That’s not to say that this year’s transfer season hasn’t been without some major moves.
Behind the desperation, a few established stars have shopped up to better deals.
Top among them is newly crowned world champion Rui Costa, who will move from Movistar to Lampre-Merida. His new Italian bosses believe the 27-year-old Portuguese rider can challenge in grand tours. Costa’s not so sure, but he’s ready to give it a try.
“With Lampre I will have opportunities I never would at Movistar, like having a chance to ride for my own goals at the Tour,” Costa told VeloNews recently. “I still have a long way to go before I can aspire to truly fight for the Tour, but I hope to begin moving in the direction of racing for grand tours.”
Omega Pharma has also bolstered its GC options by picking up Colombian ace Rigoberto Urán, who was second in this year’s Giro d’Italia after Sir Bradley Wiggins flamed out for Sky. De Gendt, Wouter Pouls (Vacansoleil), and Jan Bakelandts (Radioshack-Leopard) are other top arrivals.
Another big move is Sylvain Chavanel leaving Omega Pharma and the WorldTour for Pro Continental team IAM Cycling, which enters its second season with some other choice signings, including Chavanel’s teammate, Jerome Pineau, Roger Kluge (NetApp-Endura), Vicente Reynes (Lotto-Belisol), and Mathias Frank (BMC Racing).
Tony Gallopin and Maxime Monfort will move over from RadioShack to Lotto, while Omega Pharma has added some firepower to its sprint train, most notably the arrival of Mark Renshaw, who will resume his role of leading out Mark Cavendish in the mass gallops after two years of sub-par results at Rabobank/Belkin.
Several teams are keeping their core bases intact, including Astana, which has added Mikel Landa (Euskaltel), Franco Pellizotti (Androni Giocattoli), and Lieuwe Westra (Vacansoleil), but keeps most of its squad in place. The same goes for Sky, which will see the arrival of Mikel Nieve (Euskaltel) and Philip Deignan (UnitedHealthCare), who returns to the bigs, and the departure of classics workhorse Mathew Haymen to Orica-GreenEdge.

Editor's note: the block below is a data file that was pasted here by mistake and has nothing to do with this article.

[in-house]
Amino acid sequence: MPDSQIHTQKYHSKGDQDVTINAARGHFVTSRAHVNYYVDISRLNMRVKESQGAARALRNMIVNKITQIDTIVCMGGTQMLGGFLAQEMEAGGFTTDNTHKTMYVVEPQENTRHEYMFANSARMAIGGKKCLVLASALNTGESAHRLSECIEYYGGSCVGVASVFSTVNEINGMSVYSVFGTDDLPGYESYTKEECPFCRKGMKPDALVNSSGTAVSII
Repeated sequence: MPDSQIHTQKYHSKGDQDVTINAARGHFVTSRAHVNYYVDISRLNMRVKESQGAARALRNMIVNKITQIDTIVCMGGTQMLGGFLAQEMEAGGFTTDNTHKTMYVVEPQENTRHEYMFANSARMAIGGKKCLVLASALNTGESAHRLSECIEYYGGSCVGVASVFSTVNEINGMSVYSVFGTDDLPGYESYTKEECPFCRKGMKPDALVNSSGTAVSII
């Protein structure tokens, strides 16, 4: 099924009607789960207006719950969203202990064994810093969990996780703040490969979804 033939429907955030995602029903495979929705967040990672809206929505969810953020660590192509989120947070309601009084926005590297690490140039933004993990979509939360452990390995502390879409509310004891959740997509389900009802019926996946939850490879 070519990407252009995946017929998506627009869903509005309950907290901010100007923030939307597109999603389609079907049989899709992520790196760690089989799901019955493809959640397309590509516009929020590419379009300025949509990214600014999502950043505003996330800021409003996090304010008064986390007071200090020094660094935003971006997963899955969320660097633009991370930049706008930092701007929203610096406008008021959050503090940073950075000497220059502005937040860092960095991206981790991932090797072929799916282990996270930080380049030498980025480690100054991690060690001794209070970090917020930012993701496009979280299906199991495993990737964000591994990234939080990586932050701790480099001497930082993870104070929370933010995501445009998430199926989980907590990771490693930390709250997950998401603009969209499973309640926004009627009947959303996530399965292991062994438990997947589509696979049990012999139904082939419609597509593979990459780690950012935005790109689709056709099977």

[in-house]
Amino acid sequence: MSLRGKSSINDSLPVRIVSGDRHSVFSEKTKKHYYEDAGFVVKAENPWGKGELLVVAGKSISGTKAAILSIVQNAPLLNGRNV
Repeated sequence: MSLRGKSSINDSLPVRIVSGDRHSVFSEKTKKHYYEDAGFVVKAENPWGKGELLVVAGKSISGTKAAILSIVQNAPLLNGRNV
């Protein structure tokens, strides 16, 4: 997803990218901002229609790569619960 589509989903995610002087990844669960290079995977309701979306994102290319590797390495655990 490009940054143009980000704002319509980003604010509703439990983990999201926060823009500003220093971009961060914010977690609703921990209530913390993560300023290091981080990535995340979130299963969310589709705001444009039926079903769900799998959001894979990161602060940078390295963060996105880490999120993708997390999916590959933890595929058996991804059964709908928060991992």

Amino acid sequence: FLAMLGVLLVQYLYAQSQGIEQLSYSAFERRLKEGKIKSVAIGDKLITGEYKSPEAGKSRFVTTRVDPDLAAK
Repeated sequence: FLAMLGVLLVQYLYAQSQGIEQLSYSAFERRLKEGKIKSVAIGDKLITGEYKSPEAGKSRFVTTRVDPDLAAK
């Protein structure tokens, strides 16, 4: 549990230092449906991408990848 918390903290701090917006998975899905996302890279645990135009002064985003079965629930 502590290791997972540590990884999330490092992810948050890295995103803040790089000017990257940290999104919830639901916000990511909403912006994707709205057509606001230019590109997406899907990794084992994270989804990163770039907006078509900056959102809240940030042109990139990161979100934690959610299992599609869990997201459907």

Garmin-Sharp is undergoing a major retooling with established stars like Christian Vande Velde and David Zabriskie retiring. Nearly a dozen new faces will be in decked out in argyle next season, including some promising young talent such as Tour Down Under winner Tom-Jelte Slagter, Colombian sensation Janier Acevedo, former U.S. road champion Ben King, and Sebastian Langeveld.
With Frank’s departure and veteran Marco Pinnoti’s retirement, BMC Racing will also see major changes. Among the young talent arriving in 2014 will be Peter Stetina (Garmin), Rick Zabel, Peter Velits (Omega Pharma), Ben Hermans (RadioShack), and John Darwin Atapuma (Colombia).
Matthew Busche, at least for now, represents the lone American on the new-look Trek Factory Team for 2014, with established stars such as the Schleck brothers, Fabian Cancellara, and Jens Voigt staying on when the team transfers from current RadioShack-Leopard owner Flavio Becca at the end of the year. It remains to be seen if there will be a place for Horner as the clock continues to wind down.
As Horner knows so well, it’s a never-ending tussle of intrigue, politics, and alliances off the bike to stay in the game on the bike. Riders who last as long as Horner and Jens Voigt are the lucky ones. There will be more than a few riders over the next few weeks that will not be so lucky, and they will have to leave the sport earlier than they had ever hoped.